Heating Pad & Massage Ball

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Introduction: Heating Pad & Massage Ball

My grandmother taught me how to make these as one of my first sewing projects when I was 8. I find myself sitting at a desk most of the day now, so this is a great in a pinch when my neck gets sore. Just pop these in the microwave in 30 second increments until desired heat. On really cold winter days i'll also make mini ones to keep in my pockets for my hands. The heating ball is particularly helpful with trying to work out sore back muscles. I added the knit cover as a protective layer for skin, but this can also be done without knitting if you want to use a cute fabric. If you prefer not to sew you can also do this with dried black beans if you knit tightly or crochet.

Supplies

- Paper

- Scissors

- ruler

- 100% cotton fabric - I used muslin but any quilting fabric can add a great print!

- rice, you can also use dried black beans or chickpeas

- yarn - natural fibers only! I used shiny happy cotton from wool and the gang

- straight knitting needles

- sewing machine

Step 1: Pattern and Cut

Rectangle:

I made mine 10" x 5" with a 1/2" seam allowance and cut two

Ball: (the pattern is actually a cube

to make the pattern I started with a 2" x 2" square, then through the middle I drew a 4" line matching the center-points, then connected the end points diagonally with the corners of the square. I gave this pattern a 1/4" seam allowance to accommodate for bulk.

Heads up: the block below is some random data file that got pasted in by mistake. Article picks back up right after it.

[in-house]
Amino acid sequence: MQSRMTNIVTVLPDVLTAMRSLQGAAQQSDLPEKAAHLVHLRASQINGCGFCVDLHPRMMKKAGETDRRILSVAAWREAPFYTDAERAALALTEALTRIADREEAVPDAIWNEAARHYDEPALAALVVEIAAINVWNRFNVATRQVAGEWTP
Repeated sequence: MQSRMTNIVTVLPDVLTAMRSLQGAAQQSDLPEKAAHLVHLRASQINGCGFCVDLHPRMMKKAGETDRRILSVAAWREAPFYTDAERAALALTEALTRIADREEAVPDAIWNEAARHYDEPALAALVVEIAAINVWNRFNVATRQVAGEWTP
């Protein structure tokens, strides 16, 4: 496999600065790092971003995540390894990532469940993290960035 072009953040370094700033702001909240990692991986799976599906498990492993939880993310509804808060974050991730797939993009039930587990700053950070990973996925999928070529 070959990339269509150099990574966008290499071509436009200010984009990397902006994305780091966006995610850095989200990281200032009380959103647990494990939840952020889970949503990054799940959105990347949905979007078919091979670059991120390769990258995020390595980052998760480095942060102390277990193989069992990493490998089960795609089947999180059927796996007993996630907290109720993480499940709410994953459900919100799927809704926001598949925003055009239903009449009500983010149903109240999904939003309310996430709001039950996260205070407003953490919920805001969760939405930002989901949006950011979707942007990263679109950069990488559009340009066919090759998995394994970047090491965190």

Step 2: Sewing

For the rectangle, sew two long sides and one short side completely. On the fourth side, stitch just far enough away from the edge to secure the corner, but leave about a 2" opening in the middle.

For the ball (cube), begin by sewing the four sharp corners, but make sure the stitches begin and end at the point. To help, I draw my seam allowances on the fabric. After all the corners are sewn, clip away the excess fabric above the point (photo 2) and sew three sides fully. On the last side leave a gap just large enough to flip right side out.

Step 3: Fill and Seal

Flip right side out, then fill both the rectangle and the ball (cube) with rice, but leave a little extra wiggle room so they it's not too stiff. For the ball, it took about 1/2 cup. The rectangle I split into 3 sections so the rice sat evenly. To do this, I poured in 1/2 cup, pushed all the rice toward the bottom, then sewed straight across width wise, 1/3 of the length, and repeated for the remaining sections. Hand sew the opening.

Step 4: Knit Sleeve

Rectangle:

With Shiny Happy Cotton from Wool and the Gang on US 7 straight needles, I cast on 33 stitches, and knit 66 rows in garter stitch. This fit snug around the entire pad.

Circle:

normally I would nit this pattern on double pointed needles, however I found it difficult to knit around the ball, so the pattern is adjusted for straight needles

Cast on 7sts

*P1, M1* across row, repeat for 2 more rows

*P1, M1, K1, M1* across row

*P1, K1* across row, repeat for 3 more rows

Knit row, repeat for 3 more rows

*P1, K1* across row, repeat for 3 more rows

*k2tog, p2tog* across row

*P1, K1* across row, repeat for 2 more rows

*k2tog* across row

cast off

loop through the cast on stitches twice and pull tightly to cinch. Insert the cub and seam up the side, then finish by looping through the cast of stitches, cinch and weave the tail back in.

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    Comments

    0
    seamster
    seamster

    1 year ago

    Nicely done! : )